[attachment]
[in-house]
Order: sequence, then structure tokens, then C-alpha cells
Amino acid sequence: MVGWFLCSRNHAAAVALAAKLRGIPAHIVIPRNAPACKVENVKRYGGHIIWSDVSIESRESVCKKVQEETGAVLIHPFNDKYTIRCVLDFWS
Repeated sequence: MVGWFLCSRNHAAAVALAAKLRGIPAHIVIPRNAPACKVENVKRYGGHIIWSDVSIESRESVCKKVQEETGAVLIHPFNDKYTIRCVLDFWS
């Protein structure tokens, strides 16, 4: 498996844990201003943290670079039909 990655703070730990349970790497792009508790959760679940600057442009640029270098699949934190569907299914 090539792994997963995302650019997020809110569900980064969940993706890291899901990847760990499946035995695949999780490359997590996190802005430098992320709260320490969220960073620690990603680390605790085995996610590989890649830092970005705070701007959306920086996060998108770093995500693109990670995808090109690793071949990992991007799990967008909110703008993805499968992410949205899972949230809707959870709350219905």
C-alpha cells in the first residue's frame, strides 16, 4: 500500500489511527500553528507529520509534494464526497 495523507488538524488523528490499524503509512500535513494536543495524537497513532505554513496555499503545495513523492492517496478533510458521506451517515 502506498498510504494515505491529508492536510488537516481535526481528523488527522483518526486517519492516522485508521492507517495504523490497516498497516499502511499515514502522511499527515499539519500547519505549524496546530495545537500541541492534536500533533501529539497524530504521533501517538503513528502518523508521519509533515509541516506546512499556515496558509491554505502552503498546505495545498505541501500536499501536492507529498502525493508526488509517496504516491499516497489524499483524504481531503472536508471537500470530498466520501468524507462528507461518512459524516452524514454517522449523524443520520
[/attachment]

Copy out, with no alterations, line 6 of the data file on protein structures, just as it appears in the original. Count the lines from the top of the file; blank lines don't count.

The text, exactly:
C-alpha cells in the first residue's frame, strides 16, 4: 500500500489511527500553528507529520509534494464526497 495523507488538524488523528490499524503509512500535513494536543495524537497513532505554513496555499503545495513523492492517496478533510458521506451517515 502506498498510504494515505491529508492536510488537516481535526481528523488527522483518526486517519492516522485508521492507517495504523490497516498497516499502511499515514502522511499527515499539519500547519505549524496546530495545537500541541492534536500533533501529539497524530504521533501517538503513528502518523508521519509533515509541516506546512499556515496558509491554505502552503498546505495545498505541501500536499501536492507529498502525493508526488509517496504516491499516497489524499483524504481531503472536508471537500470530498466520501468524507462528507461518512459524516452524514454517522449523524443520520